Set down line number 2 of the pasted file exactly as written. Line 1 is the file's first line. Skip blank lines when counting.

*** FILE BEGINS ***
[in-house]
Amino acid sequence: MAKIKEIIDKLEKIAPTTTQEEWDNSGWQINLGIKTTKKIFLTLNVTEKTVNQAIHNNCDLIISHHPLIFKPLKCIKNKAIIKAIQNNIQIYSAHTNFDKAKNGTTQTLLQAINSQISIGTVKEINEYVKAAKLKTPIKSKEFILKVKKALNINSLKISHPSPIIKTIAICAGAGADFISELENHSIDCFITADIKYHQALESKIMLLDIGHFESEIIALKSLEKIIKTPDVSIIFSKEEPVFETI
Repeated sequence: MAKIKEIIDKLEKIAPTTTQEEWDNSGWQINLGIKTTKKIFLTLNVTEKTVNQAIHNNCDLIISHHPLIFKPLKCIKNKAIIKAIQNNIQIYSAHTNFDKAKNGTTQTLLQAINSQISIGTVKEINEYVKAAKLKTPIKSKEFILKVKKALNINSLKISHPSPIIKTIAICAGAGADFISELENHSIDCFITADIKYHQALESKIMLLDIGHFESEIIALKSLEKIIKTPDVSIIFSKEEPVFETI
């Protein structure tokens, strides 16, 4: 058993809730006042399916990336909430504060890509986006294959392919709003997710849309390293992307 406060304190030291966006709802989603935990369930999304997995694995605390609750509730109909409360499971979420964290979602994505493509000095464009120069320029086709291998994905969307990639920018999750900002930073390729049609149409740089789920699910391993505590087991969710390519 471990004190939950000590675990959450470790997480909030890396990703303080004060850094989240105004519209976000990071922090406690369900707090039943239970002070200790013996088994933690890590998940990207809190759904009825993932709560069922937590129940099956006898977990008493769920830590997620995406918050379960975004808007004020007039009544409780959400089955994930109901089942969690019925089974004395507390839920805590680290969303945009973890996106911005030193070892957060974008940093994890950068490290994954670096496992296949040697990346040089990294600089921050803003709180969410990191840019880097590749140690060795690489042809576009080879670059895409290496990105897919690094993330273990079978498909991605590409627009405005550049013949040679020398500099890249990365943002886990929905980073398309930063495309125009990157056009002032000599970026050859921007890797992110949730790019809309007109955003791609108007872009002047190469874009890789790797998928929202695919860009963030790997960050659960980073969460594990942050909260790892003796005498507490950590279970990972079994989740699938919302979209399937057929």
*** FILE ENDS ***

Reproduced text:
Amino acid sequence: MAKIKEIIDKLEKIAPTTTQEEWDNSGWQINLGIKTTKKIFLTLNVTEKTVNQAIHNNCDLIISHHPLIFKPLKCIKNKAIIKAIQNNIQIYSAHTNFDKAKNGTTQTLLQAINSQISIGTVKEINEYVKAAKLKTPIKSKEFILKVKKALNINSLKISHPSPIIKTIAICAGAGADFISELENHSIDCFITADIKYHQALESKIMLLDIGHFESEIIALKSLEKIIKTPDVSIIFSKEEPVFETI